How A Son Who Was Molested By His Father Found The Strength To Forgive

During the final season of "The Oprah Winfrey Show," 200 men who had been molested as children came forward to help shatter the stigma of male sexual abuse. Each of them held a picture of themselves at the age when they say they were first sexually abused. Chad Fletcher, a father of two, was among the survivors that day, holding a picture of himself at age 7.

Fletcher bravely shared his story back then, revealing that his abuser was his own father, a man that Fletcher claimed only paid attention to him when he was being molested. This sexual abuse continued for seven years, Fletcher said, happening sometimes as often as four times a week.

"It seemed to me like every time my mother would leave the house that the abuse would happen," he said.

Fletcher wondered if his mother had an inclination that something was going on. Then, when he was 17, he says he found the courage to tell his mom about the abuse. However, she remained married to Fletcher's father, which Fletcher admittedly found difficult to reconcile. "I mean, she's been talking in the last six months that she's ready to leave him. I guess until it happens..." Fletcher shrugged.

A father himself, Fletcher also told Oprah that he struggled with the relationship between his children and their grandparents. Though he refused to allow his children to spend the night with his parents, Fletcher had not been keeping them apart.

"They've been to the house. They've been around him," he said. "My mom knows that if she picks the kids up from my house... she doesn't go back to [her] house with them."

"With all due respect to your mother... How could you possibly trust your mother with your children, that your mother would do the right things by your children when your mother did not do the right thing by you?" Oprah asked.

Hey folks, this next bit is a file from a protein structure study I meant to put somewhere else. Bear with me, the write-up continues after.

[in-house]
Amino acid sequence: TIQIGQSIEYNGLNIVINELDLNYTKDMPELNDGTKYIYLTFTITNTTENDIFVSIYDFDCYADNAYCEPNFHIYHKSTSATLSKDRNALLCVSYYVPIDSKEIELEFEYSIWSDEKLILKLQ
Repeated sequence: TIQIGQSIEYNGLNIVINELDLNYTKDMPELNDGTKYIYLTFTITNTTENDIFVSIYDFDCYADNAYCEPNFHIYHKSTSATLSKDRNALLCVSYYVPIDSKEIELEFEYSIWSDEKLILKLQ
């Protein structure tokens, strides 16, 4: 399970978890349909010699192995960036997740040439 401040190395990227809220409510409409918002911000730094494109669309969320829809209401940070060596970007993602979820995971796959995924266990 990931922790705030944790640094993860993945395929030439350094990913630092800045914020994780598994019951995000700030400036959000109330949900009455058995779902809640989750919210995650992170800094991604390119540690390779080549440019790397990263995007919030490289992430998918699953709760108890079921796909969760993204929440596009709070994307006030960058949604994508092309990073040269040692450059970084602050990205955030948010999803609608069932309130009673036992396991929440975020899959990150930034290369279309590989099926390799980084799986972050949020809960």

Five years after that "Oprah Show" appearance, Fletcher now tells "Oprah: Where Are They Now?" that sharing his story was "one of the most powerful experiences" he's ever had.

"I was surrounded by men that I knew had been through the same thing as me... [It was] like we had known each other before, and none of us had ever met each other," Fletcher says.

As for Fletcher's parents, they separated a few months after the episode aired. Today, Fletcher's relationship with his mother is both healthy and strong. "It's better than it's ever been," he says. "It's basically to the point of a relationship that every son would want to have with his mom."

Since then, Fletcher adds, his mother has apologized to him for doing nothing to stop the abuse. He holds no anger or resentment toward her.

"She's such a caring individual, and she has such a big heart," he says. "[My father] was very verbally abusive and kind of controlling... I don't know if her mind was just so beat up and she didn't feel like she could have a life by herself."

Though Fletcher went the next four years without speaking a word to his father, the two did have a conversation around last Thanksgiving.

"I called him to tell him that I had forgiven him," Fletcher says. "I didn't want to live with the resentment towards him. It was actually a pretty powerful tool, for me."

Still, Fletcher would have liked to see his father face consequences for the pain and shame that he caused. He says that his father has admitted to the molestation, but due to the statute of limitations, he hasn't faced any jail time.

"It's almost like he got off scot-free," Fletcher says. "I kind of hope that he sits around sometimes and thinks about it, and it hits him."

"Oprah: Where Are They Now?" airs on OWN, the Oprah Winfrey Network.

Need help? In the U.S., visit the National Sexual Assault Online Hotline operated by RAINN. For more resources, visit the National Sexual Violence Resource Center's website.